Level Up, a coalition of more than a dozen education advocacy organizations from across the commonwealth, launched a campaign on April 15th to increase state funding for the 100 most underfunded school districts in Pennsylvania. Pennsylvania ranks 44th in the nation for state share of funding for K-12 education and has some of the nation’s widest gaps between wealthy and poor school districts.
“It is no secret that hundreds of public schools across the commonwealth are grossly underfunded as a result of Pennsylvania’s property tax scheme and chronic underfunding at the state level,” said Rep. Mike Schlossberg. “The entire approach is unfair. It burdens taxpayers, threatens to leave students and families behind, and makes the difficult work of teachers almost impossible.” Rep. Schlossberg introduced House Bill 1167 on April 14 to support the most underfunded districts.
“The Level Up plan is a way to help students and communities who are footing the bill but not reaping the benefits,” said Rep. Schlossberg. “Across the 100 Level Up districts, this additional money can be used to hire more educators, upgrade schools built more than a century ago, and provide 21st century technology. If we truly believe that education is the great equalizer, then we have to fund education equally.”
The gap in education spending between districts is on the rise in Pennsylvania. Currently, the wealthiest district spends $4,800 more per pupil than the poorest. The Level Up coalition’s goal is to shrink the large gap between the resources schools have and what they need. The growing disparity among Pennsylvania’s wealthy and poor districts creates enormous inequity, leaving an entire generation of children in poor districts ill-prepared for the challenges and demands of tomorrow impacting local future workforce, tax base, and the state’s economy.
House Bill 1167 identifies how the 100 most underfunded school districts will be identified. Though it targets only 20% of Pennsylvania’s school districts, these 100 districts serve 65% of Pennsylvania’s Black students, 58% of Pennsylvania’s Latinx students, 58% of Pennsylvania’s students in poverty, 64% of Pennsylvania’s English learners, 35% of Pennsylvania’s students with disabilities, and 32% of Pennsylvania’s total student population.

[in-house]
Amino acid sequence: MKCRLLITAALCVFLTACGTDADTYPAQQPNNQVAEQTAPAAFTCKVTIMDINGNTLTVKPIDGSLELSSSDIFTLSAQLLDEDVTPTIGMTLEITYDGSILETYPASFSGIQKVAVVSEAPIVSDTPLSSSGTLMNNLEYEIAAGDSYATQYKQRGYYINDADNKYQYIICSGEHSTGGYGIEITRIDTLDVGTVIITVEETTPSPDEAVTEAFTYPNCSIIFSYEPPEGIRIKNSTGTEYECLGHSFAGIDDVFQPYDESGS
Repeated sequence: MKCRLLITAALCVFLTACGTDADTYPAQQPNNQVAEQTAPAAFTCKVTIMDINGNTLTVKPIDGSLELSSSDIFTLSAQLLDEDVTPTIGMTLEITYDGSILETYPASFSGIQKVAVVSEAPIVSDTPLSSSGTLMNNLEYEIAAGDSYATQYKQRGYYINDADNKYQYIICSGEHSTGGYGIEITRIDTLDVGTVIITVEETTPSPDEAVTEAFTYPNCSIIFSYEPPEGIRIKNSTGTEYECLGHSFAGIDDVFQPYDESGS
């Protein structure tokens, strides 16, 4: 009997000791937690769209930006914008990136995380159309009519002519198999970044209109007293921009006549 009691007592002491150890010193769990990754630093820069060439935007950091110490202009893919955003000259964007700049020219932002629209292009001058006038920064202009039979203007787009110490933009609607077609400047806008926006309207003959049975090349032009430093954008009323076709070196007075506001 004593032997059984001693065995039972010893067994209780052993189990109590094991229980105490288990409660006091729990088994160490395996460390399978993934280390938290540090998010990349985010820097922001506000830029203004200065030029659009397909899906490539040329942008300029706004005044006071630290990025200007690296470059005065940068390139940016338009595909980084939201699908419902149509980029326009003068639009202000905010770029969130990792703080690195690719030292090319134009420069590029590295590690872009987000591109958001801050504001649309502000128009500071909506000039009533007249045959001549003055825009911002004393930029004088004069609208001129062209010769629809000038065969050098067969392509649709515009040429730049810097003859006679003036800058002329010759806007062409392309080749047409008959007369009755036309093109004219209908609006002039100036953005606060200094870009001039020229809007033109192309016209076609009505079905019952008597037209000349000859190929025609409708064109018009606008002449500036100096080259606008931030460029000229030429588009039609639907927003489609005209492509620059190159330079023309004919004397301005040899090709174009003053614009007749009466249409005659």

“At the current rate of increases in state educational spending, it will take decades or more for the most underfunded districts to reach adequate funding. Our children cannot wait.” said parent and school board member Robin Goodson of the School District of Lancaster. Read more about the campaign and legislation here.
Our ELCA Social Statement reminds us of the importance of affordable, quality education for all. Education is a “shared responsibility” that parents and congregations should foster, as it is part of our baptismal call. It is also a crucial piece of public life. Luther, a college professor, insisted that all people regardless of gender or wealth be educated so that the church and civil rulers might be held accountable. Advocating for Level Up’s campaign, and HB 1167, are ways in which Lutherans can support accessible and quality education for all.
The partner organizations comprising the Level Up coalition include ACLAMO, CASA, Education Law Center, Education Rights Network, Education Voters PA, Lutheran Advocacy Ministry in Pennsylvania, Make the Road Pennsylvania, One Pennsylvania, Pennsylvania Budget and Policy Center, Public Citizens for Children and Youth, Public Interest Law Center, Teach Plus Pennsylvania, and the Urban League of Philadelphia.